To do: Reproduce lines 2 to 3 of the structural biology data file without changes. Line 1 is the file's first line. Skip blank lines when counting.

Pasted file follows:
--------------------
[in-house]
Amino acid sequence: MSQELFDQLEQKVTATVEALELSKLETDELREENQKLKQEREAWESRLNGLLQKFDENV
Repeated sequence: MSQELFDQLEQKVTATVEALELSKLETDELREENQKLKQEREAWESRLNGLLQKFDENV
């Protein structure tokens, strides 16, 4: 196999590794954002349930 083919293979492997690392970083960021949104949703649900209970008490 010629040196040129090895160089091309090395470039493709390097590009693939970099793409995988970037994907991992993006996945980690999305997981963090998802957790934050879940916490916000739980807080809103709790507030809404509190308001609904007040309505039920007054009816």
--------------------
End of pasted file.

Amino acid sequence: MSQELFDQLEQKVTATVEALELSKLETDELREENQKLKQEREAWESRLNGLLQKFDENV
Repeated sequence: MSQELFDQLEQKVTATVEALELSKLETDELREENQKLKQEREAWESRLNGLLQKFDENV